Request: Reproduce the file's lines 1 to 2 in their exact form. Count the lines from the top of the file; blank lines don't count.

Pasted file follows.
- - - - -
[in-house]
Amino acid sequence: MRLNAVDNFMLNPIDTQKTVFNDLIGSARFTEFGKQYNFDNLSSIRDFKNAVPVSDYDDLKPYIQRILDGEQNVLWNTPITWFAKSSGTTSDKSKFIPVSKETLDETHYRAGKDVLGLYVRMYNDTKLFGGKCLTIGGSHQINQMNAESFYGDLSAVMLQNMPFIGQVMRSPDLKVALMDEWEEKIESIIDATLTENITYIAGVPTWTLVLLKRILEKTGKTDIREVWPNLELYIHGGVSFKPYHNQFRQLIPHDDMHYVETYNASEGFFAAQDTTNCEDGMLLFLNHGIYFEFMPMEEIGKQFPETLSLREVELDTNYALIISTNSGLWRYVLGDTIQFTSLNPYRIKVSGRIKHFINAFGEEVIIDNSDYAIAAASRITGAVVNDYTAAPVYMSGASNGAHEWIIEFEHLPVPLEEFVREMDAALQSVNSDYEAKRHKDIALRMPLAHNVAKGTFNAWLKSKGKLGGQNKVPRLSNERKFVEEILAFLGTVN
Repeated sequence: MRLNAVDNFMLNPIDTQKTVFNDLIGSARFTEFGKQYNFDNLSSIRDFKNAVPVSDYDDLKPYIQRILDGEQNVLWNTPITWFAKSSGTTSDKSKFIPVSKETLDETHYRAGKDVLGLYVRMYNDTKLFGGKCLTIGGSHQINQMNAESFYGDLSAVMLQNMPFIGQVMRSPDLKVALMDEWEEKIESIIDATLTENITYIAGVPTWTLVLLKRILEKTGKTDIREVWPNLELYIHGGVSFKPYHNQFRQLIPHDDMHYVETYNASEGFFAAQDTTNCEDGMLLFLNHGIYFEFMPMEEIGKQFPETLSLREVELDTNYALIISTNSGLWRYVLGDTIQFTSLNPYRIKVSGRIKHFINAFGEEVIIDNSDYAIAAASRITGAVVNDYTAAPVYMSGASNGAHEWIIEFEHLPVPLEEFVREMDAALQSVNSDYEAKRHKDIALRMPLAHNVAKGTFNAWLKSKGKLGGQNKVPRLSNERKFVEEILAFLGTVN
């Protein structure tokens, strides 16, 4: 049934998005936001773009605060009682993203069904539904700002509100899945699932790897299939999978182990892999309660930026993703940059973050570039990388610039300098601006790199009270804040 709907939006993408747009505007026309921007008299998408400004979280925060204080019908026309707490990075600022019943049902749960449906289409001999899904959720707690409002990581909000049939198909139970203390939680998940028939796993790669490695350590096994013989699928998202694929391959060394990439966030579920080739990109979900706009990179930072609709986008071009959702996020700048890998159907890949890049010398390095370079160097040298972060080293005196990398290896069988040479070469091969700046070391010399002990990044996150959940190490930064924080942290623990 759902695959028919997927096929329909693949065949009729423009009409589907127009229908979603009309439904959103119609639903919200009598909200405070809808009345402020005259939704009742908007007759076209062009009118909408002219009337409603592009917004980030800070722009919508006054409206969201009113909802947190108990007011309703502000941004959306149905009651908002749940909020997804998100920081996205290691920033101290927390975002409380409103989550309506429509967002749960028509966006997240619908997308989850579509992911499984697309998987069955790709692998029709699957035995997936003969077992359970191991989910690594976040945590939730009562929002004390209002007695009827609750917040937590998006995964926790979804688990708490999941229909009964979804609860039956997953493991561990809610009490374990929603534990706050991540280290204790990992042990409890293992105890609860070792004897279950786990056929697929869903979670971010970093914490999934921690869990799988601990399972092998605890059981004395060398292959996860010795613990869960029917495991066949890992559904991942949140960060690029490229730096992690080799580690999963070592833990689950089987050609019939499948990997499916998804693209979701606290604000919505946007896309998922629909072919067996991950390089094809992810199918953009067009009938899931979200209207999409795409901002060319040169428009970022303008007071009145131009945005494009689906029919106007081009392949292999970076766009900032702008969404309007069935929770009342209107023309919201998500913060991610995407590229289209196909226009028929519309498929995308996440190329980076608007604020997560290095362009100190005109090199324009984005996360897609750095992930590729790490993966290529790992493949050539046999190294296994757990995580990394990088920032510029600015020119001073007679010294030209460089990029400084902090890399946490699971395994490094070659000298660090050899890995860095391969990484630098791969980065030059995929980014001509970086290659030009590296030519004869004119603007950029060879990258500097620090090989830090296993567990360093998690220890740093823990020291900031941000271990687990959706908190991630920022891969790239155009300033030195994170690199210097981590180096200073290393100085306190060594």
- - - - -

[in-house]
Amino acid sequence: MRLNAVDNFMLNPIDTQKTVFNDLIGSARFTEFGKQYNFDNLSSIRDFKNAVPVSDYDDLKPYIQRILDGEQNVLWNTPITWFAKSSGTTSDKSKFIPVSKETLDETHYRAGKDVLGLYVRMYNDTKLFGGKCLTIGGSHQINQMNAESFYGDLSAVMLQNMPFIGQVMRSPDLKVALMDEWEEKIESIIDATLTENITYIAGVPTWTLVLLKRILEKTGKTDIREVWPNLELYIHGGVSFKPYHNQFRQLIPHDDMHYVETYNASEGFFAAQDTTNCEDGMLLFLNHGIYFEFMPMEEIGKQFPETLSLREVELDTNYALIISTNSGLWRYVLGDTIQFTSLNPYRIKVSGRIKHFINAFGEEVIIDNSDYAIAAASRITGAVVNDYTAAPVYMSGASNGAHEWIIEFEHLPVPLEEFVREMDAALQSVNSDYEAKRHKDIALRMPLAHNVAKGTFNAWLKSKGKLGGQNKVPRLSNERKFVEEILAFLGTVN